Caspian Tern

Caspian Tern Breeding adults (with crest slightly raised)
Caspian Tern – Breeding Adults (with crest slightly raised)
Caspian Tern Juvenile
Caspian Tern – Juvenile

Caspian Terns are the largest terns in the world. 

Breeding adult Caspian Terns are easily recognizable because of their black hoods, and thick, bright red bills (sometimes with a dark tip).

They have pale gray backs and wings, white underparts, and black legs. The black hoods can sometimes be raised into short crests.

Nonbreeding adult Caspian Terns are similar but with a grayish crown.

Juveniles also don’t have the black crest. They have a streaky brown-black crown instead. Also, they have brownish, scaled markings on their backs and wings. Their underparts are still white. 

  • Hydroprogne caspia
  • Length: 18.5 – 21.3 in (47 – 54 cm)
  • Weight: 18.7 – 27.6 oz (530 – 782 g) 
  • Wingspan: 49.6 – 50.4 in (126 – 128 cm)


Caspian Terns are found around the world. Those that breed inland in North America, but can be found all year along the southern Atlantic Coast, Gulf Coast, and Central America.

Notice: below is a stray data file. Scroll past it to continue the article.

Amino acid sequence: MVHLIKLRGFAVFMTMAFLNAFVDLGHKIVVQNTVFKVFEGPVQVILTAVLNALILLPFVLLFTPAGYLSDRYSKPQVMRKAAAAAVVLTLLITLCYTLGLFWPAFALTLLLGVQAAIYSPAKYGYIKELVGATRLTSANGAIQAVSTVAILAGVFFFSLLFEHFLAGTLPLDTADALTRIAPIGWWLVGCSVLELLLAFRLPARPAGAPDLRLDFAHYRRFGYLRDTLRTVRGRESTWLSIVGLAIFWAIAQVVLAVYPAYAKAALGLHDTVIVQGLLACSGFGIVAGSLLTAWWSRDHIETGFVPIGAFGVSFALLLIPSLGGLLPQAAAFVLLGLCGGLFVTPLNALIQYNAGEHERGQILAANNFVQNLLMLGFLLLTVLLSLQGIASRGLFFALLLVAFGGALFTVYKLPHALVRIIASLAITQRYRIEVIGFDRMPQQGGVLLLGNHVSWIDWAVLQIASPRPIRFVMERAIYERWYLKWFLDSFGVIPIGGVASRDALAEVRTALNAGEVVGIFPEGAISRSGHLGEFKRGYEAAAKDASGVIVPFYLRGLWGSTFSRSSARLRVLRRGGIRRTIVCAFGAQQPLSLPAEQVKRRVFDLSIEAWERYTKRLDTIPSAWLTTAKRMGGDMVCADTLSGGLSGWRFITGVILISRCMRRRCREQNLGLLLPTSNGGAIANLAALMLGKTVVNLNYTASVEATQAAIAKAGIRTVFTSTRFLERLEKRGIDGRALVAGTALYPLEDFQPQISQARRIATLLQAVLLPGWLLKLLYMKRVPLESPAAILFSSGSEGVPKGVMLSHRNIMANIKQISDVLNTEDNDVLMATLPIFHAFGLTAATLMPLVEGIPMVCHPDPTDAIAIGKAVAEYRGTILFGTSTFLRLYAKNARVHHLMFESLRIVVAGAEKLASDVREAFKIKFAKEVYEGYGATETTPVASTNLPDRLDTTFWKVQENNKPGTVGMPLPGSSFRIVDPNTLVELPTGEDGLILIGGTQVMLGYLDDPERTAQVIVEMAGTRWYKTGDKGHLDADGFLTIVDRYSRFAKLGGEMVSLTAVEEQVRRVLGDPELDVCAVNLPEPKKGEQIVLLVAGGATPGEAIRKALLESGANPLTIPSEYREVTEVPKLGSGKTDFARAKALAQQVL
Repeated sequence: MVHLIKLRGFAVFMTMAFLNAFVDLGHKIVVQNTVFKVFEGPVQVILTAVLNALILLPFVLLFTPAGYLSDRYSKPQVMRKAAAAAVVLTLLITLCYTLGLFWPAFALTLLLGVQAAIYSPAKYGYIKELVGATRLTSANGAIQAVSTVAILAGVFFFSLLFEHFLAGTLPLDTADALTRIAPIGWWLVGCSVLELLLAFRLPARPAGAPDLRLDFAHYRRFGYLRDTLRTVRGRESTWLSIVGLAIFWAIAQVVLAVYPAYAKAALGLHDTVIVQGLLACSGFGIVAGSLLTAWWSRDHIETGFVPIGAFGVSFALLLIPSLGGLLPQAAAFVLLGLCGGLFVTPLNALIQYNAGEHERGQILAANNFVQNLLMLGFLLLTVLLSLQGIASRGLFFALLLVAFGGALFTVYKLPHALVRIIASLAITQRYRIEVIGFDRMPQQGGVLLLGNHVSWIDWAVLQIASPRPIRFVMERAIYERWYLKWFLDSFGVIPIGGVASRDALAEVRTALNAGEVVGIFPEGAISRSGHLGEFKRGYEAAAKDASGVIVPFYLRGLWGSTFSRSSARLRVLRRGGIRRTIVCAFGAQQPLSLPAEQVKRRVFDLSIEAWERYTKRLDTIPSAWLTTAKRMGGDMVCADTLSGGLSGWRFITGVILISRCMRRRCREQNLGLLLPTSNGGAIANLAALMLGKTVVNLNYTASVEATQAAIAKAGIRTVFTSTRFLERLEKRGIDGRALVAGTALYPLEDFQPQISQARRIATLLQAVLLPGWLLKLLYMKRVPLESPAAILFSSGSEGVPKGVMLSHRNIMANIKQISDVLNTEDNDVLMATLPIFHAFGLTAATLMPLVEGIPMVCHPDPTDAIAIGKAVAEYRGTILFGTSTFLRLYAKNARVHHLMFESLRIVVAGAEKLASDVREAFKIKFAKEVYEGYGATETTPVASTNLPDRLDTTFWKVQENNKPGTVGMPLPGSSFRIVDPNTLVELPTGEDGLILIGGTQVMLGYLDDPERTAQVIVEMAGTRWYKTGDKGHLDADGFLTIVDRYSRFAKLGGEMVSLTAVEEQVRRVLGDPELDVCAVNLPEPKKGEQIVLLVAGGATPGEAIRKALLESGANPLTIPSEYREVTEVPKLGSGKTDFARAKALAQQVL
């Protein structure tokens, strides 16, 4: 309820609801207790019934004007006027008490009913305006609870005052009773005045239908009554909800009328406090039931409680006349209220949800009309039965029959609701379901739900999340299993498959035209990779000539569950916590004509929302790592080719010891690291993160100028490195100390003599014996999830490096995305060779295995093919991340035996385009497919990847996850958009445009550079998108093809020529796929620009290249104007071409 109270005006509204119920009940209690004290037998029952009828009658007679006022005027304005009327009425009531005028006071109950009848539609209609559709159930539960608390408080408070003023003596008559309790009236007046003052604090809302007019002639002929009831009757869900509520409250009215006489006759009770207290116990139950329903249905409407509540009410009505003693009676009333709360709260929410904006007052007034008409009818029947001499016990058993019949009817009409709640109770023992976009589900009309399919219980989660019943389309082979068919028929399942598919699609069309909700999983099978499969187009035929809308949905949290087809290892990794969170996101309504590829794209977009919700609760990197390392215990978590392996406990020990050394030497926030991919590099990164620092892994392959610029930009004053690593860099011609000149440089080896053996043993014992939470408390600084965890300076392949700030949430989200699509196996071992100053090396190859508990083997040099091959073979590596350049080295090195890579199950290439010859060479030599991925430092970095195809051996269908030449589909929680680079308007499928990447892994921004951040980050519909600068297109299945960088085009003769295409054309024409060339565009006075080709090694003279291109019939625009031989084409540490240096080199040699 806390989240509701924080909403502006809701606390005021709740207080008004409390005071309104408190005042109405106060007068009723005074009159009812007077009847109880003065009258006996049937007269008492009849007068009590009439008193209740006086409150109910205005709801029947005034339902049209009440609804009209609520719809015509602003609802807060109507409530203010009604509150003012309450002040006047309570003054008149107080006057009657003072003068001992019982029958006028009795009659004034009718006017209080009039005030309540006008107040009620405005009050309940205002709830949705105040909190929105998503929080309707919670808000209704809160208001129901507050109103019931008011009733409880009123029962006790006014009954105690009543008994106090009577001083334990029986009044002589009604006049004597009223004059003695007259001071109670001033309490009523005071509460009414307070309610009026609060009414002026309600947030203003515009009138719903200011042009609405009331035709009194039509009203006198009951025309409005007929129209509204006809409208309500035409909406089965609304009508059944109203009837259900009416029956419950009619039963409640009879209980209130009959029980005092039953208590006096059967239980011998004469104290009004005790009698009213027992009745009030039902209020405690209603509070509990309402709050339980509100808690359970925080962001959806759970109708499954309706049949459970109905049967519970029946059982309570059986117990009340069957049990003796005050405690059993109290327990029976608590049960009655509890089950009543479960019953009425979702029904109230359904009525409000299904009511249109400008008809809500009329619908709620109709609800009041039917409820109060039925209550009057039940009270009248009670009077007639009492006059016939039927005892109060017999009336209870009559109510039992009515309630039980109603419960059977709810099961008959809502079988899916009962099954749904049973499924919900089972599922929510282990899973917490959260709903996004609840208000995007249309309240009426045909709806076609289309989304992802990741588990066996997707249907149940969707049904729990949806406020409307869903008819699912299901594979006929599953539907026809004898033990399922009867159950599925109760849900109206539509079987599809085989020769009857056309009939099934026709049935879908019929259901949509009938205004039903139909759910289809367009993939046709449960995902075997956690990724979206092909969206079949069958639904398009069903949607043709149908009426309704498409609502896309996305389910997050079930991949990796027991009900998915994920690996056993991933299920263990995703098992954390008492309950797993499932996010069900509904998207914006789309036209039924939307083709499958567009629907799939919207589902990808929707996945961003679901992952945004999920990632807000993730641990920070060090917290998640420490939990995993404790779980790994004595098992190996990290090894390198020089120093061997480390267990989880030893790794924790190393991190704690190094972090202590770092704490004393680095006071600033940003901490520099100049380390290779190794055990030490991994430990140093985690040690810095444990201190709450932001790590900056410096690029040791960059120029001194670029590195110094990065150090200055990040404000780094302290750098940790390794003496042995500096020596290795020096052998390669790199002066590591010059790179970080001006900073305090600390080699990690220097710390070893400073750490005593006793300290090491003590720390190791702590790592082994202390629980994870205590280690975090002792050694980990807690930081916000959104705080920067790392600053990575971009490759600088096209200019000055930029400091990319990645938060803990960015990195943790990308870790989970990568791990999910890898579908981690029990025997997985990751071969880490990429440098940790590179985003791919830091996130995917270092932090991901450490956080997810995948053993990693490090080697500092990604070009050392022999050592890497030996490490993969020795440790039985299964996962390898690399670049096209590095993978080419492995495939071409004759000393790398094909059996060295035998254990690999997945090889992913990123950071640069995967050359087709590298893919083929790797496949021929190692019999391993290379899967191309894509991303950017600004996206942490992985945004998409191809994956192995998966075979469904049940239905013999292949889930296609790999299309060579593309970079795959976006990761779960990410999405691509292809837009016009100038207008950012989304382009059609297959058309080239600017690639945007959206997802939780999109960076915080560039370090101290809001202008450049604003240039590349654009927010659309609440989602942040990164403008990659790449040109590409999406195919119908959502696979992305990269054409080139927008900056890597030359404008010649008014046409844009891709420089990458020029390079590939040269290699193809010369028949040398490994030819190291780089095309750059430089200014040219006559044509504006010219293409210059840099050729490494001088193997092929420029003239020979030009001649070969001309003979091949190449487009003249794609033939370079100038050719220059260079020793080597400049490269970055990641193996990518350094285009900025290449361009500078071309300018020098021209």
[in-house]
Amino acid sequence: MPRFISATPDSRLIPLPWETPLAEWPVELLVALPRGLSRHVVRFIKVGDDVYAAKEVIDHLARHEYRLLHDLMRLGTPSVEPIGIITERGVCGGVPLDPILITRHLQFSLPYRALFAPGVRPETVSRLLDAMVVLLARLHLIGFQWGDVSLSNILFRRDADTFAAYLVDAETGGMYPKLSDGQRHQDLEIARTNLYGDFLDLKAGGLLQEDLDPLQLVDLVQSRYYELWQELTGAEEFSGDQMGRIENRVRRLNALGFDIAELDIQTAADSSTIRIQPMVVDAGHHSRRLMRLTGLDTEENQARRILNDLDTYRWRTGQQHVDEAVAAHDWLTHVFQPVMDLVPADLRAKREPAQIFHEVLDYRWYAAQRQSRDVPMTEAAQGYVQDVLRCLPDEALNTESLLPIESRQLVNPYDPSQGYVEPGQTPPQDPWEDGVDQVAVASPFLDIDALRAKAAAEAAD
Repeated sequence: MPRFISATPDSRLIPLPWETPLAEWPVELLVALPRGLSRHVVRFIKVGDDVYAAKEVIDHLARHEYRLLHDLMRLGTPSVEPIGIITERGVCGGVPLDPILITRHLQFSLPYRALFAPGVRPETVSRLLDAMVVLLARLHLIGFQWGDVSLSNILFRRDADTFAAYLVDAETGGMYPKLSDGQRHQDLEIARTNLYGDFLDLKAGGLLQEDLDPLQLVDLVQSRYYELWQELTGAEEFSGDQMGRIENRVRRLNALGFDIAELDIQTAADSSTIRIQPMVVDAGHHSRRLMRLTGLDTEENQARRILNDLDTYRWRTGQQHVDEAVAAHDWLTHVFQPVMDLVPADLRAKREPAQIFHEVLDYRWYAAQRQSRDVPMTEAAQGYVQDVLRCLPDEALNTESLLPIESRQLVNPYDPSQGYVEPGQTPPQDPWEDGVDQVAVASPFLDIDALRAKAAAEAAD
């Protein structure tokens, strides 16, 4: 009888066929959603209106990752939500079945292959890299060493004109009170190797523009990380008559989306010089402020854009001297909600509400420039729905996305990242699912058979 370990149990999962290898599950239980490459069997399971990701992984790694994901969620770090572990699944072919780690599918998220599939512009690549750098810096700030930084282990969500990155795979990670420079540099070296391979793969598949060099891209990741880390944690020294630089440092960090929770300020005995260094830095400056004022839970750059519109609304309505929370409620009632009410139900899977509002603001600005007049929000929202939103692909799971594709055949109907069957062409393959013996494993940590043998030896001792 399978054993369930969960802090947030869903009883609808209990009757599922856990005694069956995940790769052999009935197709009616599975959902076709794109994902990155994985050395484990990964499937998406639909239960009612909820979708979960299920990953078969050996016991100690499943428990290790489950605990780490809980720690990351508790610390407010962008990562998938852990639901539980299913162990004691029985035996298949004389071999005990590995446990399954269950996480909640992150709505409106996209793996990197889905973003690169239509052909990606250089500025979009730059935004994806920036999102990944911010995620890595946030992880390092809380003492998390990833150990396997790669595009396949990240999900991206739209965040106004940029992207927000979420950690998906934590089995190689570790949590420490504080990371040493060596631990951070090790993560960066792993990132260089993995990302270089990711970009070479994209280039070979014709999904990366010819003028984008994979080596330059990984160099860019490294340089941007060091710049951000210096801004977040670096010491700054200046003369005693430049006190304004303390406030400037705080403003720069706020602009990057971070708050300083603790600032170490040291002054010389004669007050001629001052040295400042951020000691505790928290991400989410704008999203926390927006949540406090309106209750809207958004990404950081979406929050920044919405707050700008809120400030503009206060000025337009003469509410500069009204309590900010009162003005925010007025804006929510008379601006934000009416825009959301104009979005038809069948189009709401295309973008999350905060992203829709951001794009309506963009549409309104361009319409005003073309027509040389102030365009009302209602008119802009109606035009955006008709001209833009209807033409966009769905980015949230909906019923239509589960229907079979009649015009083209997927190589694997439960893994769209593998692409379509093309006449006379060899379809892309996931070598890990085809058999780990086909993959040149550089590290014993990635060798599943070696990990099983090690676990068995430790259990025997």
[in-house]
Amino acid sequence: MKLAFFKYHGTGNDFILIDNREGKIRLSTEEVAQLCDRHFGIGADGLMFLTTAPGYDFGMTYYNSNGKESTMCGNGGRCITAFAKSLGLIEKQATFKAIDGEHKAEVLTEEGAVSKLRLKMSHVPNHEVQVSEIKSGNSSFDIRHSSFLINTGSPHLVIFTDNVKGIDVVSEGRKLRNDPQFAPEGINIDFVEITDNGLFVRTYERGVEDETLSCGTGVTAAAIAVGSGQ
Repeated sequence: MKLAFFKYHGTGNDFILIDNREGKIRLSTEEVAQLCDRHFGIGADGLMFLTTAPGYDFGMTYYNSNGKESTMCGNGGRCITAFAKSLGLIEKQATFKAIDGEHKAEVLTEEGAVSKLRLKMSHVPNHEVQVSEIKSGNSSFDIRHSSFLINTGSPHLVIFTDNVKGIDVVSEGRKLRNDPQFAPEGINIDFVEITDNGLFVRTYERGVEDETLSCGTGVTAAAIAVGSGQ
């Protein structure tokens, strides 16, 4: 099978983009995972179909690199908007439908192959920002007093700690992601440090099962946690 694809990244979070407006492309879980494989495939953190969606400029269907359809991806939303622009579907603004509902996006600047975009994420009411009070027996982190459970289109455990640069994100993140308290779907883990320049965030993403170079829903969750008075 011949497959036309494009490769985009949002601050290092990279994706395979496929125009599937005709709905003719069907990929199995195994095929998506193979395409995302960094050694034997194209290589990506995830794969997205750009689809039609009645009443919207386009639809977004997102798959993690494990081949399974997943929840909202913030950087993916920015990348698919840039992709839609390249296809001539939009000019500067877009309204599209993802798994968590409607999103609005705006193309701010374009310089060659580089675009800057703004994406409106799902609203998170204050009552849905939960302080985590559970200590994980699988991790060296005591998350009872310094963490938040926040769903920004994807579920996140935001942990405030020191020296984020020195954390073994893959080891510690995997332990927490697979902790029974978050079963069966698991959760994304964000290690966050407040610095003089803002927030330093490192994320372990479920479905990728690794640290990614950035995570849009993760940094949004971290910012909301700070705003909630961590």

Habitat And Diet

You can find Caspian Terns flocking together along seacoasts, ocean coasts, and barrier islands. During migration, it’s common to see them in estuaries, salt marshes, and large inland lakes and rivers. Breeding and nesting sites are often shelly and sandy beaches with little or no vegetation to make it easy to detect predators. 

Caspian Terns feed mostly on fish, hunting them over water and diving rapidly to capture them. They may totally submerge themselves but sometimes they can easily snatch the fish from the surface. They will also prey on crayfish, other birds’ eggs, mussels, and large insects and have been known to eat dead fish on beaches.

Caspian Tern Calls:


Nests of Caspian Terns may be isolated or found in colonies together with other birds. Both adults build the nest together on open ground with sand, shells, pebbles, gravel, or dirt. Sometimes they also use floating mats of debris as a platform. 

The female lays one to three eggs which she and the male incubate for twenty-five to twenty-eight days. 

Fun Fact:

As part of the courtship process, males capture fish and bring it back to feed to the female. If the female is receptive, she will accept the fish offering.